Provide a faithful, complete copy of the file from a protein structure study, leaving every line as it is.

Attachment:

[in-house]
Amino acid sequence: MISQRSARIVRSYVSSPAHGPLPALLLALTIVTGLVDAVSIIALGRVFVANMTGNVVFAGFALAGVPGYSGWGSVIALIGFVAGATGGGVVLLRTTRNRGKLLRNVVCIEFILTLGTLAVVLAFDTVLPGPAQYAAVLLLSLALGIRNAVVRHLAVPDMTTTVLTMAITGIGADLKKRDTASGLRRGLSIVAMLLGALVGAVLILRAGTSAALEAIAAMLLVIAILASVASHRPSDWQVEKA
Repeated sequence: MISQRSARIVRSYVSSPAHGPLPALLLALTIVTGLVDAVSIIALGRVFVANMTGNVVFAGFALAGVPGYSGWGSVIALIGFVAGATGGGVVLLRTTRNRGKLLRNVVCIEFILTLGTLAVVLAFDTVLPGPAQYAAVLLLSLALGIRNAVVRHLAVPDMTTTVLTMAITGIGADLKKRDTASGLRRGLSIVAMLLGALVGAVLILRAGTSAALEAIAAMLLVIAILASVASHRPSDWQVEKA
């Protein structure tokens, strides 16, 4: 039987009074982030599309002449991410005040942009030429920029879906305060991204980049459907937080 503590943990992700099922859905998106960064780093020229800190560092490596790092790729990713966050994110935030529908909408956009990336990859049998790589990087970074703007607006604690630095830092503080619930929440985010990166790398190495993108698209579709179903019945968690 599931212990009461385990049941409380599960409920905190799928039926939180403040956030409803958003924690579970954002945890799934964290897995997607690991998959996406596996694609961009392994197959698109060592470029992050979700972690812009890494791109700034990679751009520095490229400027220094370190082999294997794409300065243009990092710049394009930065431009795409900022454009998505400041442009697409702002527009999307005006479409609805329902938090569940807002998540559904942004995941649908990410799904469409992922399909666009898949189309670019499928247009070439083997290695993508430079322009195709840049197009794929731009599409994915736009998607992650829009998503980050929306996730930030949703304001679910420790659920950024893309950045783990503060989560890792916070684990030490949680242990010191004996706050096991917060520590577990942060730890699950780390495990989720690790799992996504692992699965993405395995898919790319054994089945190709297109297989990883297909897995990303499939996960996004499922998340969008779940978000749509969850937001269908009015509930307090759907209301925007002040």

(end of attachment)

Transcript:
[in-house]
Amino acid sequence: MISQRSARIVRSYVSSPAHGPLPALLLALTIVTGLVDAVSIIALGRVFVANMTGNVVFAGFALAGVPGYSGWGSVIALIGFVAGATGGGVVLLRTTRNRGKLLRNVVCIEFILTLGTLAVVLAFDTVLPGPAQYAAVLLLSLALGIRNAVVRHLAVPDMTTTVLTMAITGIGADLKKRDTASGLRRGLSIVAMLLGALVGAVLILRAGTSAALEAIAAMLLVIAILASVASHRPSDWQVEKA
Repeated sequence: MISQRSARIVRSYVSSPAHGPLPALLLALTIVTGLVDAVSIIALGRVFVANMTGNVVFAGFALAGVPGYSGWGSVIALIGFVAGATGGGVVLLRTTRNRGKLLRNVVCIEFILTLGTLAVVLAFDTVLPGPAQYAAVLLLSLALGIRNAVVRHLAVPDMTTTVLTMAITGIGADLKKRDTASGLRRGLSIVAMLLGALVGAVLILRAGTSAALEAIAAMLLVIAILASVASHRPSDWQVEKA
């Protein structure tokens, strides 16, 4: 039987009074982030599309002449991410005040942009030429920029879906305060991204980049459907937080 503590943990992700099922859905998106960064780093020229800190560092490596790092790729990713966050994110935030529908909408956009990336990859049998790589990087970074703007607006604690630095830092503080619930929440985010990166790398190495993108698209579709179903019945968690 599931212990009461385990049941409380599960409920905190799928039926939180403040956030409803958003924690579970954002945890799934964290897995997607690991998959996406596996694609961009392994197959698109060592470029992050979700972690812009890494791109700034990679751009520095490229400027220094370190082999294997794409300065243009990092710049394009930065431009795409900022454009998505400041442009697409702002527009999307005006479409609805329902938090569940807002998540559904942004995941649908990410799904469409992922399909666009898949189309670019499928247009070439083997290695993508430079322009195709840049197009794929731009599409994915736009998607992650829009998503980050929306996730930030949703304001679910420790659920950024893309950045783990503060989560890792916070684990030490949680242990010191004996706050096991917060520590577990942060730890699950780390495990989720690790799992996504692992699965993405395995898919790319054994089945190709297109297989990883297909897995990303499939996960996004499922998340969008779940978000749509969850937001269908009015509930307090759907209301925007002040």